1/8 tsp ground cloves
3 tbs packed light brown sugar
1/3 cup granulated sugar
3/4 cup chopped toasted pecans
3 tbs cake flour
2 tbs butter

3 eggs
1 egg yolk
2 tsp vanilla extract
3/4 cup creme fraiche
1 1/2 cups sugar
1/2 tsp salt
3/4 tsp baking powder
2 tsp baking soda
2 1/2 cups cake flour
1 cup and 2 tbs butter (cubed at room temp)

Prepare a 10 inch tube pan with a removable insert by buttering the interior and dusting with flour.  Preheat the oven to 350 degrees.

Blending of the streusel can be done with a food processor by pulsing or by using a pasty cutter by hand.  Place all the streusel ingredients in a bowl and blend by either method. The result will be a mixture that is crumbly in texture.  Set aside.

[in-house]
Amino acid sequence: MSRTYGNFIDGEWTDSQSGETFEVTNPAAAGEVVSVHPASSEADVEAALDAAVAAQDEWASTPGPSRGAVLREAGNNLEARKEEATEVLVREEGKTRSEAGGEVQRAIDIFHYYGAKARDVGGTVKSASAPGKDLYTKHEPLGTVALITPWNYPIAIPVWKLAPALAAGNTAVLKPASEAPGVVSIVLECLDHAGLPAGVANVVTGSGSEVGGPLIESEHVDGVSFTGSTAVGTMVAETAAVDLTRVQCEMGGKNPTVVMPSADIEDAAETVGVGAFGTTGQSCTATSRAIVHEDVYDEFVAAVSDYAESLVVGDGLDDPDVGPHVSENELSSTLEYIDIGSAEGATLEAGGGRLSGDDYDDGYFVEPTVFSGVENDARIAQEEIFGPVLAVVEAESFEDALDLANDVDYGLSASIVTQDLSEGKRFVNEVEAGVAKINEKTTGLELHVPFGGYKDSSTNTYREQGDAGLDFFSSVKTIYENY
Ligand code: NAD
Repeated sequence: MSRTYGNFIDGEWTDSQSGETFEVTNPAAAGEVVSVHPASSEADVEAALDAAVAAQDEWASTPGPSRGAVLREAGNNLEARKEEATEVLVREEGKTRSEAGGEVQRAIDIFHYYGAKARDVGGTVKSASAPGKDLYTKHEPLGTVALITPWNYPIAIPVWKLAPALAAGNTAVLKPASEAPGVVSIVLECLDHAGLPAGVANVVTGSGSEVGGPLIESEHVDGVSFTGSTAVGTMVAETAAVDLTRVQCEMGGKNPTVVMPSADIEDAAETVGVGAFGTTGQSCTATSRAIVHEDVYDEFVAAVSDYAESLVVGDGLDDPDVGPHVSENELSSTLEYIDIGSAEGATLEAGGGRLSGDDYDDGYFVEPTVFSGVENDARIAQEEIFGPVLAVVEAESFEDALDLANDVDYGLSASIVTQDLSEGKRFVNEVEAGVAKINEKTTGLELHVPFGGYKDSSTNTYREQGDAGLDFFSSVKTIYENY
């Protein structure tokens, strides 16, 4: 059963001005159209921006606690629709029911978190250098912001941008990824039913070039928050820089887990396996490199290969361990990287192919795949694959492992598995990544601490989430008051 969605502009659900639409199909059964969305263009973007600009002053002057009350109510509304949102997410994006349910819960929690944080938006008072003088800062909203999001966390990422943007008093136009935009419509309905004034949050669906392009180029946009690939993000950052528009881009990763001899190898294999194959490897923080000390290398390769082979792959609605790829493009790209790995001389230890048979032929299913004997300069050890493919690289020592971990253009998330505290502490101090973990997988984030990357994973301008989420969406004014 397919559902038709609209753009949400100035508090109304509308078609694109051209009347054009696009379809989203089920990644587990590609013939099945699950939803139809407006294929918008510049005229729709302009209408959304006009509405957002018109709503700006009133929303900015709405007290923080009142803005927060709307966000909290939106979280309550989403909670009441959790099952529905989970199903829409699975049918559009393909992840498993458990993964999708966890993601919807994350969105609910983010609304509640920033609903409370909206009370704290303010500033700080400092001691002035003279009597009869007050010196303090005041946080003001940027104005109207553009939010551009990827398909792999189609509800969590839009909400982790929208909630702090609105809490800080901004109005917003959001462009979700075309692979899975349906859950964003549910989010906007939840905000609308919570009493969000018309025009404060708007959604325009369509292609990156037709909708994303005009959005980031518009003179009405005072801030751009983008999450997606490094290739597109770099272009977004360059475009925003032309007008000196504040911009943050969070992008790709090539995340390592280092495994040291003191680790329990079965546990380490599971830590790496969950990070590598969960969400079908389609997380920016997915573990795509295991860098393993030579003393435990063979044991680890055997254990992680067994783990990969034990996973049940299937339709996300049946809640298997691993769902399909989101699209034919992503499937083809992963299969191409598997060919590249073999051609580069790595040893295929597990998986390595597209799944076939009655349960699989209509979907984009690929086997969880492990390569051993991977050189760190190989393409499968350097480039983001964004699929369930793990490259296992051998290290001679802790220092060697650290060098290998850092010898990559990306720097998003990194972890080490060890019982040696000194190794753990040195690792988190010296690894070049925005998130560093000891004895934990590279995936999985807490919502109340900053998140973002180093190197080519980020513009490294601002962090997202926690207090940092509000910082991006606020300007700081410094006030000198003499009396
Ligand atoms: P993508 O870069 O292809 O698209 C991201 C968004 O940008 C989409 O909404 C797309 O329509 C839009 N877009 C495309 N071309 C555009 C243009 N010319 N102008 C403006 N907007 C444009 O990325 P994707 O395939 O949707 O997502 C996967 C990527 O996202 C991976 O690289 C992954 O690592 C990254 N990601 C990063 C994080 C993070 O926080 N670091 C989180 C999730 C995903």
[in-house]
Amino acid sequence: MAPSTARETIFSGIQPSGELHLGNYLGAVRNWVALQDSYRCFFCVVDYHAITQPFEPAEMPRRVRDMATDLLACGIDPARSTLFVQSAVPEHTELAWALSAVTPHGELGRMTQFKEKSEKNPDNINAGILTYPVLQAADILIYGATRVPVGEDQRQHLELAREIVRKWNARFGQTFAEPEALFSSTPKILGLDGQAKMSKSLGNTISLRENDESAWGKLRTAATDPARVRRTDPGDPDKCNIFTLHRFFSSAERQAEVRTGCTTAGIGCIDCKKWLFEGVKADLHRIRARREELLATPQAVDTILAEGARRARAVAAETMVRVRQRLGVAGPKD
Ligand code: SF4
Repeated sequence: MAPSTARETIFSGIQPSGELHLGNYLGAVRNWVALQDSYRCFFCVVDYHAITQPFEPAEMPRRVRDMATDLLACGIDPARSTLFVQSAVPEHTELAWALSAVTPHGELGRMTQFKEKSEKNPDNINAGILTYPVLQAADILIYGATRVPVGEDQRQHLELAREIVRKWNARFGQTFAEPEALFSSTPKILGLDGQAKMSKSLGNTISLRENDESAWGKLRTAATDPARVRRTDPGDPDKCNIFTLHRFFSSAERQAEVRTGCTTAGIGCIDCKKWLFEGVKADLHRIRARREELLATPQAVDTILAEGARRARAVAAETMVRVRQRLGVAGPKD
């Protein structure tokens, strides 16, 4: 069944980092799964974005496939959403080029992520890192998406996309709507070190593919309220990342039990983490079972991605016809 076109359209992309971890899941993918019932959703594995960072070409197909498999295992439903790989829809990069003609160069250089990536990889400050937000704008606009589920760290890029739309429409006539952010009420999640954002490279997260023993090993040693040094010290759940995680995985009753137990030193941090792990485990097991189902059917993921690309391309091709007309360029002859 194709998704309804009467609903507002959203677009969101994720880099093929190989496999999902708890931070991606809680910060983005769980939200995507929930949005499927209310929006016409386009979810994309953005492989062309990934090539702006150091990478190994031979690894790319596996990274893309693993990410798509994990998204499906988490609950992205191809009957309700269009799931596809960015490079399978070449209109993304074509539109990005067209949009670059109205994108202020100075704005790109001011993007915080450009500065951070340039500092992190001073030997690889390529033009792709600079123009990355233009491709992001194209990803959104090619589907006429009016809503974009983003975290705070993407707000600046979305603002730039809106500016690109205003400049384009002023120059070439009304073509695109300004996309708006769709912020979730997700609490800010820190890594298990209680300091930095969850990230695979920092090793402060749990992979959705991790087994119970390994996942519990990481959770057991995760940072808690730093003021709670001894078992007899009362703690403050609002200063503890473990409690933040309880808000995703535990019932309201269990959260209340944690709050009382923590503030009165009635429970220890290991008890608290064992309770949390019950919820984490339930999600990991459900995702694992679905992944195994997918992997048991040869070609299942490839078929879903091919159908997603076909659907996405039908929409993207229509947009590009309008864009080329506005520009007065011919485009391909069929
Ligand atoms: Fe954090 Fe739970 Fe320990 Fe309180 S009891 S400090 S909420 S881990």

For the cake, sift together the flour, baking soda, salt and baking powder.  Then stir in the granulated sugar.  Pour into the bowl of a stand mixer.  Run the mixer on low and drop in cubes of butter at 30 second intervals.  The mixture will come together as a coarse meal or as a dough after about 3-4 minutes of beating.  The variation is based upon the temperature of the butter and either texture is acceptable.

In a separate bowl, mix the wet ingredients together ( eggs, egg yolk, creme fraiche and vanilla extract) until completely blended.  Add half of this batter to the flour/butter blend and mix on low speed.  Then turn the speed up to medium and beat for 1 1/2 minutes, scraping down sides at two intervals of mixing.  The texture of the batter will become more fluffy and the color much lighter.

Turn the mixer back to low and pour in the rest of the egg/ creme fraiche mixture. Beat for 30 seconds, stopping to scrape down sides a few times.   Scoop out 1 1/2 cups of the batter and fold it into the streusel.